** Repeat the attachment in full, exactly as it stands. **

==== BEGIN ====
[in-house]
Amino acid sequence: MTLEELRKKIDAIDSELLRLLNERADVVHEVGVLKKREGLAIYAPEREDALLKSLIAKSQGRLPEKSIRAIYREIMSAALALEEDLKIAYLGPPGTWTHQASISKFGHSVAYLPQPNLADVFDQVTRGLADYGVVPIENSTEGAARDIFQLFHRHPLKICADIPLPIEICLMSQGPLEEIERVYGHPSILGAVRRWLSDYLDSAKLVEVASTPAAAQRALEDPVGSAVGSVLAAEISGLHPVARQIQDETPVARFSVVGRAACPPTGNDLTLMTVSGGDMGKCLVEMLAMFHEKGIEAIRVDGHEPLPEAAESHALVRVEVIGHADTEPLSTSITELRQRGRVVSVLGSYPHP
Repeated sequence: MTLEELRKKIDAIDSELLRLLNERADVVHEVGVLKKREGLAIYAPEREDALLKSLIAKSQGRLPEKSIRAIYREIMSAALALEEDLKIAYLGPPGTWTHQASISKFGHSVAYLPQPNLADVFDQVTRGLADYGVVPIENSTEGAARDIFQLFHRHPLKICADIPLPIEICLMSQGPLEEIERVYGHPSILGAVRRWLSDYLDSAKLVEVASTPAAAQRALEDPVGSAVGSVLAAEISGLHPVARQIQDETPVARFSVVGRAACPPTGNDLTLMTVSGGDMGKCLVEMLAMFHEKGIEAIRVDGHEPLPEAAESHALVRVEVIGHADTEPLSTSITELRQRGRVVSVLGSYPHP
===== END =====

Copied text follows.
[in-house]
Amino acid sequence: MTLEELRKKIDAIDSELLRLLNERADVVHEVGVLKKREGLAIYAPEREDALLKSLIAKSQGRLPEKSIRAIYREIMSAALALEEDLKIAYLGPPGTWTHQASISKFGHSVAYLPQPNLADVFDQVTRGLADYGVVPIENSTEGAARDIFQLFHRHPLKICADIPLPIEICLMSQGPLEEIERVYGHPSILGAVRRWLSDYLDSAKLVEVASTPAAAQRALEDPVGSAVGSVLAAEISGLHPVARQIQDETPVARFSVVGRAACPPTGNDLTLMTVSGGDMGKCLVEMLAMFHEKGIEAIRVDGHEPLPEAAESHALVRVEVIGHADTEPLSTSITELRQRGRVVSVLGSYPHP
Repeated sequence: MTLEELRKKIDAIDSELLRLLNERADVVHEVGVLKKREGLAIYAPEREDALLKSLIAKSQGRLPEKSIRAIYREIMSAALALEEDLKIAYLGPPGTWTHQASISKFGHSVAYLPQPNLADVFDQVTRGLADYGVVPIENSTEGAARDIFQLFHRHPLKICADIPLPIEICLMSQGPLEEIERVYGHPSILGAVRRWLSDYLDSAKLVEVASTPAAAQRALEDPVGSAVGSVLAAEISGLHPVARQIQDETPVARFSVVGRAACPPTGNDLTLMTVSGGDMGKCLVEMLAMFHEKGIEAIRVDGHEPLPEAAESHALVRVEVIGHADTEPLSTSITELRQRGRVVSVLGSYPHP